The Purpose and Impacts of ISCA: A Practitioner’s Perspective - ISCouncil

The Purpose and Impacts of ISCA: A Practitioner’s Perspective

Tuesday, 5 June 2018

The Purpose and Impacts of ISCA: A Practitioner’s Perspective

Article by Nicole Neal, Cardno

With the launch of ISCA fabulous new website, and as the 2017 Individual Leadership award winner, this is a fantastic opportunity for me to talk about what I perceive to be ISCA’s purpose in the infrastructure market and the impact it’s having in the sector.

I’ve been around the world of ISCA on and off and to varying degrees of “closeness” more or less since its inception (and considerably more “on” in the last five or so years!). From the days of the Australian Green Infrastructure Council (AGIC) as a young, up-and-coming consultant through to Co-Chairing of the Contractor’s Working Group, through in-house assessment of IS registered projects and working with design and construction teams in understanding, embedding and applying the IS framework to various projects.

So I’ve seen how ISCA as an organisation has developed over recent years to the organisation it is currently. In that time I’ve seen ISCA clearly demonstrate its purpose and raison d’etre, and the positive impacts that it has had and is having in terms of pushing the sustainability agenda and shaping infrastructure delivery in Australia and New Zealand.

So what is ISCA’s purpose and what kinds of impact is it having? It’s just a rating scheme plonked into contracts right? Well, let’s have a look…..
The industry benchmark

It hopefully goes without saying that through the IS rating scheme ISCA has developed the industry benchmark in Australia and New Zealand for sustainability in infrastructure projects. It has a created a consistent, uniform definition and framework approach to this oft nebulous term of “sustainability”, with best practice approaches embedded. So far, so good.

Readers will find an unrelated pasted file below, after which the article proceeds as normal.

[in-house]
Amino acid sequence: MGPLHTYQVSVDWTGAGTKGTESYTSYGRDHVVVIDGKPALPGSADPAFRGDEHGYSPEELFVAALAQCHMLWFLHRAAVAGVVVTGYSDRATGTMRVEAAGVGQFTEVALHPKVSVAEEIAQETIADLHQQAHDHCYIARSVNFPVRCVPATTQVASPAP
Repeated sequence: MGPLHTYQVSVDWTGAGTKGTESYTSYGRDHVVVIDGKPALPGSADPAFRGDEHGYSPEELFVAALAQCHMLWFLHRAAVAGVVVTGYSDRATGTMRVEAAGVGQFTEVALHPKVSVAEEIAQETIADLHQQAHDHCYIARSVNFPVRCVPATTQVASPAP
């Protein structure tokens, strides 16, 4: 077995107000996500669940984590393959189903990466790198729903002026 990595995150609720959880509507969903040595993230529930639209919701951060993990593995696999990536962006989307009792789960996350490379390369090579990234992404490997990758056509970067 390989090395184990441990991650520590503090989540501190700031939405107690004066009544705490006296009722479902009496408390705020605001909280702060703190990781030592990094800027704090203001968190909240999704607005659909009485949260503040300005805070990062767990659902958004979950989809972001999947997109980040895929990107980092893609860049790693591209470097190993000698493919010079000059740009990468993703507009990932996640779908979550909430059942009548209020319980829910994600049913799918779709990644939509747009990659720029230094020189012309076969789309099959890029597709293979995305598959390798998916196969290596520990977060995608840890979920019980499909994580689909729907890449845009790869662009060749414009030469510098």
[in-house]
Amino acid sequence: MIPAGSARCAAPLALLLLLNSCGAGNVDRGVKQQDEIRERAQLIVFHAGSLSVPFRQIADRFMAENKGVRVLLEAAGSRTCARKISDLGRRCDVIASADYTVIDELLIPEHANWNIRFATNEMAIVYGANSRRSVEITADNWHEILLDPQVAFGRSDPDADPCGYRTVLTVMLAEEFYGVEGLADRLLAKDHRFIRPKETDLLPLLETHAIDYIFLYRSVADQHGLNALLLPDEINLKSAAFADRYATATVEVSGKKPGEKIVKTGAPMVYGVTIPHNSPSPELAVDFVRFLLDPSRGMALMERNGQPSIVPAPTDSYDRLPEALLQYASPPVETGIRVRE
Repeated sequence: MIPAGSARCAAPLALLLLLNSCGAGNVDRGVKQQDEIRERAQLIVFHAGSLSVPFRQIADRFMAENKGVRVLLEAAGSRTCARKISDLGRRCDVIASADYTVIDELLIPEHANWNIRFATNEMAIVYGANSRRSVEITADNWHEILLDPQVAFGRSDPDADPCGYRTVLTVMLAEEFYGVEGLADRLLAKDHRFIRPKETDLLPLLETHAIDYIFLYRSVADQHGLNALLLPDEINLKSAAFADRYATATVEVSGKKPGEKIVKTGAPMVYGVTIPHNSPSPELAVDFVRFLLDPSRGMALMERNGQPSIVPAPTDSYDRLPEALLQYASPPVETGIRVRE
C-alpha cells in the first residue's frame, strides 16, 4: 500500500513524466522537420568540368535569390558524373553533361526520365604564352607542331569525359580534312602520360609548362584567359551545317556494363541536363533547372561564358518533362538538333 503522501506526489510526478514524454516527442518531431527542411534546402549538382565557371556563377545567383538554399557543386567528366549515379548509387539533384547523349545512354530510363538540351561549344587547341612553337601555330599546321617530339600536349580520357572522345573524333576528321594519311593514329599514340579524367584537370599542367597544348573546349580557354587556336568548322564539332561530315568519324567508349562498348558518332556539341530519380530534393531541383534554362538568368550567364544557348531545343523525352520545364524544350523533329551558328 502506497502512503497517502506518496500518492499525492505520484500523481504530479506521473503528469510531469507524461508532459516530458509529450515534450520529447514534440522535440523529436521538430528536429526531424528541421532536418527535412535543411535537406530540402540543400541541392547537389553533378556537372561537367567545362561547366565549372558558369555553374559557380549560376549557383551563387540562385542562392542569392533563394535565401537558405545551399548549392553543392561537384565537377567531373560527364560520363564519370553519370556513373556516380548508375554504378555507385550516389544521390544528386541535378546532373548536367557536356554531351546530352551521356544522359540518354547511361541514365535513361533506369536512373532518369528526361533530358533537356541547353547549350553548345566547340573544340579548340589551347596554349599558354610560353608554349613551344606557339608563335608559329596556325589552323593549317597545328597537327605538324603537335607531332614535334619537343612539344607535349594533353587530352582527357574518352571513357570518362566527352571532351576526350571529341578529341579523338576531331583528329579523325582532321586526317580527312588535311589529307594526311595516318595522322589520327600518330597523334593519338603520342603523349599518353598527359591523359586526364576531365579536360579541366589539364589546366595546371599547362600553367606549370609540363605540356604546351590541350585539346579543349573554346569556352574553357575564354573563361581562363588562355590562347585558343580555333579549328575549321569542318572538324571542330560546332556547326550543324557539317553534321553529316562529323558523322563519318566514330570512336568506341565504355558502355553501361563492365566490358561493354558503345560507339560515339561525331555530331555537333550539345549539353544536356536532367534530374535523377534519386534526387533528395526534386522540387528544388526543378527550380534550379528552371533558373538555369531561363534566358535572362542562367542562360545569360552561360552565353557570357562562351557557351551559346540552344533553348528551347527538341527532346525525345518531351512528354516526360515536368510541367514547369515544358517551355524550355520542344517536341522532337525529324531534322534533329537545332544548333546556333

Encourages innovation

But in creating an industry-accepted definition and framework, ISCA has created a level playing field with respect to what sustainability means. From my own perspective, I’ve definitely experienced that it’s a whole lot easier for sustainability considerations to be brought into the mix, to be designed in (or out), to be discussed, to be costed and accounted for if its universally understood what is meant by “sustainability” by a whole team and what outcomes are being striven for.

With respect to impact this means precious time, energy and brain-power can be given over to delivering on the framework – with these kinds of boundaries creativity and innovations can thrive (instead of conjecturing about what it all means and what we should be doing!)
Coverage and serious industry buy-in

Well, you can’t be involved in the design and delivery of a major infrastructure project (transport infrastructure in particular) in Australia (and increasingly in New Zealand) without coming across those four initials – ISCA and the IS rating scheme.